As with his visit to Alaska in his twenties, Langston and his wife fell in love with Bend at first sight. “It was a great connection for both of us… so, we bought a house.”
“I competed for the fire chief position and fortunately, I got it,” he laughed. “This is my 14th year as the fire chief in Bend,” he added.
At this point in his career, his attention has turned towards mentoring.
“I spend a lot of my time talking to young command officers about how to make decisions and the importance of management philosophies that build trust,” he said.
Langston hopes to help them as they grow, but he admits they teach him along the way too.
“I’ve learned to have absolute respect for them as individuals; no matter their age, if they’re right out of college or if they have been working in those stations for 25 years,” he said.
“Each and every one, are the kind of individuals that do not hesitate to put other people in front of themselves and that is an unusual trait to have,” Langston said.
He also attributes them as the reason for his never ending enthusiasm for his job. “Even after all of these years, just being around … it’s contagious,” he said.
That may explain why his 16-year-old son Neal is now contemplating a career as a firefighter. “He is talking about it and I hope he does,” Langston said.
“I watch what happens with people,” he said. “The satisfaction they gain, how their families support them, the way their families develop, become part of the community and the relationships they have with other fire firefighters.”
“It is a wonderful brotherhood,” he said with pride.
That family unit is Langston’s other great passion in life. His son, Neal and 23-year-old daughter, Nanette are his ultimate pride and joy.
“I don’t have a lot of other things that I do other than family and work,” he said. “Because of my son’s involvement in sports I have given up golf… and I will probably start again after he graduates.”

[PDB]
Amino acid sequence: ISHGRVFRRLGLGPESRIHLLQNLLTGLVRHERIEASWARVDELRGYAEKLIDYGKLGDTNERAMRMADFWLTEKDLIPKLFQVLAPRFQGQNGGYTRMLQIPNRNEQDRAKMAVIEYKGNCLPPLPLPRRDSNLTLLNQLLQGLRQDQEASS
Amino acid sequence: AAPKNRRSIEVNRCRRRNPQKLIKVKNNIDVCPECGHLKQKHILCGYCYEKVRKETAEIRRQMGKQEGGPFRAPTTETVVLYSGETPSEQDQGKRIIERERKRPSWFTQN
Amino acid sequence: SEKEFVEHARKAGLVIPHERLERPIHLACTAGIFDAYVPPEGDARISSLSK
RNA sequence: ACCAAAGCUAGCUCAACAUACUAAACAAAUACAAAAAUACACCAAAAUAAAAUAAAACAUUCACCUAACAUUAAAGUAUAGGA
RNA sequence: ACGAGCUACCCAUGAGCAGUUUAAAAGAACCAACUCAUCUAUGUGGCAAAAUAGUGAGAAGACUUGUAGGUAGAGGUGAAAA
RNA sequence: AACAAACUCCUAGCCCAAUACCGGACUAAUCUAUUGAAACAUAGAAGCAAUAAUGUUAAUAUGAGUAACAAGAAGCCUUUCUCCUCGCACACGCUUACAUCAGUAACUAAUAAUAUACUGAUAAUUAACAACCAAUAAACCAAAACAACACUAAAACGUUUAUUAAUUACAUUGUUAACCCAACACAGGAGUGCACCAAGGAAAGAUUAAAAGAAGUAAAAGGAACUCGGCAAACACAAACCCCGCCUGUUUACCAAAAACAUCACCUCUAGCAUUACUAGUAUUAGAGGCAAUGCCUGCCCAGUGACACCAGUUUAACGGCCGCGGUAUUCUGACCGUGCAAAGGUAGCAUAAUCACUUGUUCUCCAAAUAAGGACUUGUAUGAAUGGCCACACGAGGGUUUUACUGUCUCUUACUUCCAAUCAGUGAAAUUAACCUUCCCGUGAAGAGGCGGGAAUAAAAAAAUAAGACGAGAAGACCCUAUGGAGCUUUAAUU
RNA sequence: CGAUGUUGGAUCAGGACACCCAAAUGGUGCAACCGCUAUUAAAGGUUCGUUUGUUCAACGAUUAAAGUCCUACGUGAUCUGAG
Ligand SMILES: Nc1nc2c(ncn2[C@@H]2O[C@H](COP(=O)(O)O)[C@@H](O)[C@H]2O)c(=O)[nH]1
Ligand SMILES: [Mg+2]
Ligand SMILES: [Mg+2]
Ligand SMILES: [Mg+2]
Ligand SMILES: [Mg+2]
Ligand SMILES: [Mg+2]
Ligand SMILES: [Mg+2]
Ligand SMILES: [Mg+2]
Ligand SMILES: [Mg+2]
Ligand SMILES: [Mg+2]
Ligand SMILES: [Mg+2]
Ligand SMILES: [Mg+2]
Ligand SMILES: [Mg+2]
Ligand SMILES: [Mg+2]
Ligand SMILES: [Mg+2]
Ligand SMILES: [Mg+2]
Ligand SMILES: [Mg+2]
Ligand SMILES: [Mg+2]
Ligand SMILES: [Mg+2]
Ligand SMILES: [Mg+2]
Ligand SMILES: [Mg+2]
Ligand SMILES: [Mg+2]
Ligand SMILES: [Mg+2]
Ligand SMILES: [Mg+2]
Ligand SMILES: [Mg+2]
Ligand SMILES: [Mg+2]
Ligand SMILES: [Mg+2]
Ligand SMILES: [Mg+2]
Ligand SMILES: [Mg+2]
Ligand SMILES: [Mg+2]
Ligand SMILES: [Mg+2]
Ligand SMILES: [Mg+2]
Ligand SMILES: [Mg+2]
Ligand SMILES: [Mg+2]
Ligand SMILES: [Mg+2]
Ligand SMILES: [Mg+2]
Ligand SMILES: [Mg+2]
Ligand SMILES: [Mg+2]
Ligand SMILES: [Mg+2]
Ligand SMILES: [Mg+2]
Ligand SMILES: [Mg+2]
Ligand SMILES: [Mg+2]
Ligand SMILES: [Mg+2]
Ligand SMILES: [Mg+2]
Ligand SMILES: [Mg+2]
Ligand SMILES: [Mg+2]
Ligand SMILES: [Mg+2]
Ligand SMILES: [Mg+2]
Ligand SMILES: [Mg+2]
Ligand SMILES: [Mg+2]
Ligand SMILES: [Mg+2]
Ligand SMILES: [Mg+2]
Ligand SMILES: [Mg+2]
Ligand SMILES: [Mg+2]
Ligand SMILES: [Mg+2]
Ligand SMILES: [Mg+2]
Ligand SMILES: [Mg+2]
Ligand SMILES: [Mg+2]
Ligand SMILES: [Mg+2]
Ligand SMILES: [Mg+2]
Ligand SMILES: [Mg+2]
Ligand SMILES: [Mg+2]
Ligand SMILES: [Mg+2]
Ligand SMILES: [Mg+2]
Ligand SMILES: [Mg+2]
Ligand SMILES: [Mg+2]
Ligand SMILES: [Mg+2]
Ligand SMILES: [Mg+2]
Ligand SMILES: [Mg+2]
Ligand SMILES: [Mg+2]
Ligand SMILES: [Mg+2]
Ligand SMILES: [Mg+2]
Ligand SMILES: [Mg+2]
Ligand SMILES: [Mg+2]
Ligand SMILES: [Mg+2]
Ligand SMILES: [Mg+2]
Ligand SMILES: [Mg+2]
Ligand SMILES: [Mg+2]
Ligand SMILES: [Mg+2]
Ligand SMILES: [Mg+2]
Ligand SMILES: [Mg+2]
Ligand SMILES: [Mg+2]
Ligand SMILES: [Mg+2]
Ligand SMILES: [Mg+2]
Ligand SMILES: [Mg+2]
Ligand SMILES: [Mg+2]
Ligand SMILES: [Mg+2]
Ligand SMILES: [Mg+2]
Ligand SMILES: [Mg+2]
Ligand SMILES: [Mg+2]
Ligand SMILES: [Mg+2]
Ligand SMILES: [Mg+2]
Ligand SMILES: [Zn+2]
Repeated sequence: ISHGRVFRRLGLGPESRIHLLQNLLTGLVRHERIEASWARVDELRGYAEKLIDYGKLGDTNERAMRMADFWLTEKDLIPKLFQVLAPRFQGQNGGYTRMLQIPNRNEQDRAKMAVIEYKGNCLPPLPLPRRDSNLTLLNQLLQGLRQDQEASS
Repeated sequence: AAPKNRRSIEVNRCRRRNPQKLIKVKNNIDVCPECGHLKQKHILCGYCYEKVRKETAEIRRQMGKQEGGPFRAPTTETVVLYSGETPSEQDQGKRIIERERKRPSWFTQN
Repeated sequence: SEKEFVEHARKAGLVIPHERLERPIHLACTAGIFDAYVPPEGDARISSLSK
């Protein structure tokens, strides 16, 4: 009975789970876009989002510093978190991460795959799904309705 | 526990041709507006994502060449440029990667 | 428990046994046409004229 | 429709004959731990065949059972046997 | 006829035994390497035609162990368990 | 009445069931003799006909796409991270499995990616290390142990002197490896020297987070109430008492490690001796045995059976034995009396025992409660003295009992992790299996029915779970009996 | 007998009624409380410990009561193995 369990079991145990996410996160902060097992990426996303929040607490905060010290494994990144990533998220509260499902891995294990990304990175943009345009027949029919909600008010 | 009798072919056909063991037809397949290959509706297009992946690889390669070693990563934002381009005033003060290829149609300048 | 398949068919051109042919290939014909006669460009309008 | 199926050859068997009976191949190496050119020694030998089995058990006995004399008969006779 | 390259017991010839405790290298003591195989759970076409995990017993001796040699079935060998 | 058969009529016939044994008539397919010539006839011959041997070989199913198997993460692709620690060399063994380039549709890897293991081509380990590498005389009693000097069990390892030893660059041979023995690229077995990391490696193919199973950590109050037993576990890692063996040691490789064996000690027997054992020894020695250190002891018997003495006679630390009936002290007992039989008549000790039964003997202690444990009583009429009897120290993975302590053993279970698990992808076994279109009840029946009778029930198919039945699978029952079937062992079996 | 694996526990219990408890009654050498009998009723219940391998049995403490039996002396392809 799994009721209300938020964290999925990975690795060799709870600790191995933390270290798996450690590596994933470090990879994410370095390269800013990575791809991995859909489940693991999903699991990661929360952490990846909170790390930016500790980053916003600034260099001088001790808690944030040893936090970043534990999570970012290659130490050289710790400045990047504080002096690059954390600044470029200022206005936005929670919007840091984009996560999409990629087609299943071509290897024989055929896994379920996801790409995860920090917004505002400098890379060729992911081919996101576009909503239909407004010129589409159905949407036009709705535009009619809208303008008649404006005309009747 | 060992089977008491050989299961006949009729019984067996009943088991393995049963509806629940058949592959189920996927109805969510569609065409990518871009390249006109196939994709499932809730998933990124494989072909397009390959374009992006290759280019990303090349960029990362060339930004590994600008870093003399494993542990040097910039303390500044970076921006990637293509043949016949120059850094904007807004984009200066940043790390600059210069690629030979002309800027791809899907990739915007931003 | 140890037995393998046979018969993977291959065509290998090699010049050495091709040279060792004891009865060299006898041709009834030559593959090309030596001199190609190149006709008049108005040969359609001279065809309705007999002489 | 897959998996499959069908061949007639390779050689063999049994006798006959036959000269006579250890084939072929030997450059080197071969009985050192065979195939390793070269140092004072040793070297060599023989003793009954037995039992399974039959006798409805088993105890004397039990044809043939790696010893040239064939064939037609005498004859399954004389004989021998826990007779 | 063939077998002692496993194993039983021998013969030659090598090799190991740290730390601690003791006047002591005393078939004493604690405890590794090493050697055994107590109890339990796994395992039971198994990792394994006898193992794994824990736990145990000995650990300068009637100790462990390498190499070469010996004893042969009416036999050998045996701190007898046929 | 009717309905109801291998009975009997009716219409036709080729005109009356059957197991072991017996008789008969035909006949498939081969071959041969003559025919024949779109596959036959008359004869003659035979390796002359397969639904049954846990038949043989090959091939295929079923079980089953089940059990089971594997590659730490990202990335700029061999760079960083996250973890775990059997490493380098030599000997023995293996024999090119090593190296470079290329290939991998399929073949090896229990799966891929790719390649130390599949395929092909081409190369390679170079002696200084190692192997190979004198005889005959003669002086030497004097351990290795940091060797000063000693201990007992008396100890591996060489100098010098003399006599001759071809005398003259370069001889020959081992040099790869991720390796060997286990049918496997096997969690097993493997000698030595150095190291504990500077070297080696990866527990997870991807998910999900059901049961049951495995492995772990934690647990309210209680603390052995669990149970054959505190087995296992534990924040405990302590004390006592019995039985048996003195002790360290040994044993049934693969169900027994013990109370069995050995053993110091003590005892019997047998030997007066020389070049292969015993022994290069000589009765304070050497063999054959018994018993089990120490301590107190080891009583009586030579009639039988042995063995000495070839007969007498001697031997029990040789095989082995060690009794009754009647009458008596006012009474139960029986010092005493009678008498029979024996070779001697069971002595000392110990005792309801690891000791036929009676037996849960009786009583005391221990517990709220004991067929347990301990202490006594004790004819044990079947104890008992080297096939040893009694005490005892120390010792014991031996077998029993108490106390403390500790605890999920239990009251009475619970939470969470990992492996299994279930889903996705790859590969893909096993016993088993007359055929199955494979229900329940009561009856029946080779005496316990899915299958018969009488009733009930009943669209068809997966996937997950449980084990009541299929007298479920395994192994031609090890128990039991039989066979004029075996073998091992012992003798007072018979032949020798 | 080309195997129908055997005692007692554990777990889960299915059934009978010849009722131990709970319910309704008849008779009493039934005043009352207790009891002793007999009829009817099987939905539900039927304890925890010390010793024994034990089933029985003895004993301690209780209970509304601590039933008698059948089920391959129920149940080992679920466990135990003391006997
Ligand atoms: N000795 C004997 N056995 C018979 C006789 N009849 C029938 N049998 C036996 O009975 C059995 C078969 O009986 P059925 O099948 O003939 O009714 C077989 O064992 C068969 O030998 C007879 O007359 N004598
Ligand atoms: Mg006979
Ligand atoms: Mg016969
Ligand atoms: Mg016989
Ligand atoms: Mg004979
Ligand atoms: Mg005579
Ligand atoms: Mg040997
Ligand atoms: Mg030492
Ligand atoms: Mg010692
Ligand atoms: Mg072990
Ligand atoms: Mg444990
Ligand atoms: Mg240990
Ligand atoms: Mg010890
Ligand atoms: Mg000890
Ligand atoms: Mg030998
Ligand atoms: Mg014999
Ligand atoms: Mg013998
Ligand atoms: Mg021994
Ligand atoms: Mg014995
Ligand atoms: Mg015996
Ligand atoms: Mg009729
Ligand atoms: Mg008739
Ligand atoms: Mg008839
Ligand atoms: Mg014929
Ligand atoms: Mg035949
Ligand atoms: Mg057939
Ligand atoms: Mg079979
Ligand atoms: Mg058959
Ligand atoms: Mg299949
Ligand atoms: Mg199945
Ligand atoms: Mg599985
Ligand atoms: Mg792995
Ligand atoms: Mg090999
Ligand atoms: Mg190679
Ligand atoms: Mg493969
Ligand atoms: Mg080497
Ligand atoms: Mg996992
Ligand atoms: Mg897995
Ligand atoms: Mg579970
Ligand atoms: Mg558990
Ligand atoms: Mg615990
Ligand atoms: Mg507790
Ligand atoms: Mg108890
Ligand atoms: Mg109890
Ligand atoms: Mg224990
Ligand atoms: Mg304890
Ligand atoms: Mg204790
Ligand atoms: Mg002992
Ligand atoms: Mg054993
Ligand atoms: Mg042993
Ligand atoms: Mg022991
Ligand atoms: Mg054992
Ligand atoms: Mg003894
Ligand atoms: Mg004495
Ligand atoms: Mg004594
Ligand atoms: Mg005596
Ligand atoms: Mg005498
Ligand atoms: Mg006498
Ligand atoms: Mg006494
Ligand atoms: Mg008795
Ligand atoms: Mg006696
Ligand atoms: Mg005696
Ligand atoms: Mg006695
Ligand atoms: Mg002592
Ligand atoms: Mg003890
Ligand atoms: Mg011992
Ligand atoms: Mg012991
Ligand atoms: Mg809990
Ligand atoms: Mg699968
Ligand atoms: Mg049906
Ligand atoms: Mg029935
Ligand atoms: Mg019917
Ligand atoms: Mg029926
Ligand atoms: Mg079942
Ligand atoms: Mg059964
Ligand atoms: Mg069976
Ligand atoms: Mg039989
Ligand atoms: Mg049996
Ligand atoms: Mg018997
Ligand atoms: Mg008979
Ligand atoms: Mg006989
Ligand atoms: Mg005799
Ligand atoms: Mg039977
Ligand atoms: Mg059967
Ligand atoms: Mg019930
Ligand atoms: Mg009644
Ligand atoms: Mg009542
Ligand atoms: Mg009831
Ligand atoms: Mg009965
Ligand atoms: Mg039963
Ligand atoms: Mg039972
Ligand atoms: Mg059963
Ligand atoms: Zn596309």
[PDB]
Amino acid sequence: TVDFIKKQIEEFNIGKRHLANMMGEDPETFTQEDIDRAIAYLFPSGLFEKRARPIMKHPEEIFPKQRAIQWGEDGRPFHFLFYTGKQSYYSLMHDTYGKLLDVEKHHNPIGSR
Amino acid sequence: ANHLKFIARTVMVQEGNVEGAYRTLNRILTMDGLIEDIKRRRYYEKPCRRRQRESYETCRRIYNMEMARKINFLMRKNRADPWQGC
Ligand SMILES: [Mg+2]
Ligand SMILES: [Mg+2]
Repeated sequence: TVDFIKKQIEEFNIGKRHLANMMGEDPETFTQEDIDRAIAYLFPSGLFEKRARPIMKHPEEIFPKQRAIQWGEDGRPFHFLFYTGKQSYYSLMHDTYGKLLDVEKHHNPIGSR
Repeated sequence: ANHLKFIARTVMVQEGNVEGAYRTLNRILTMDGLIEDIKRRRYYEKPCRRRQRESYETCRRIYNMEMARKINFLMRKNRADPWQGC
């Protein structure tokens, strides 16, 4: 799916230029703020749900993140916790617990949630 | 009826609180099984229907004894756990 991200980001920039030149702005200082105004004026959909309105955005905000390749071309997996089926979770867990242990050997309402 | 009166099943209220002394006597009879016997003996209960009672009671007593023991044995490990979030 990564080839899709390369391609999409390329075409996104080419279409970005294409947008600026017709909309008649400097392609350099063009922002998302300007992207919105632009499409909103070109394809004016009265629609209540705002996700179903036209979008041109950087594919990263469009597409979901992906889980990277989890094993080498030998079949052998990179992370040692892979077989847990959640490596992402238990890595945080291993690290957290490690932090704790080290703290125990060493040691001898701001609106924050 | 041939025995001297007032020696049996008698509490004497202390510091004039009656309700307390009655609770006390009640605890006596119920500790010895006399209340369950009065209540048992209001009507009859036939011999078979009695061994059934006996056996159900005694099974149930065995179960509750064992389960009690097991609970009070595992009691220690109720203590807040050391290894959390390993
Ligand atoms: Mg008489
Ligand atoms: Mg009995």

However, just as it is in work, the people in his life are the priority. “With the limited time I have to spend outside of work, the only way I want to spend it is with family,” he said.
That is something that has become even more important as he and his kids have gotten older.
“When Nanette went off to college, I actually had to close the door to her room, I just couldn’t look into it,” he said.
“I just felt so lonely after she was gone and that has made these years so important with Neal,” he said. “I know things will be changing soon.”
In a couple years, Langston says another big change is on the horizon. “My wife and I are looking forward to my retirement,” he said.
“It’s not too far off, though I haven’t set a date yet,” Langston laughed. “At 60 you begin thinking that if you stay much longer other opportunities will be lost.”
While the couple plans to stay in Bend and renovate their home, they also hope to travel, do volunteer work and have some fun.
“I have a cabin in the Dakotas… so, I am going to spend some time up there in the fall bird hunting,” he said. “And I love the Rockies. We will probably do a lot of hiking.”
As he always has, he plans to continue helping others in need.
“We have a family foundation called the Langston foundation,” he said. “I had a wealthy uncle who set it up to give money to non-profit organizations and I will get involved in the management of that.”
Laughing he said, “Looks like I will have my plate full.”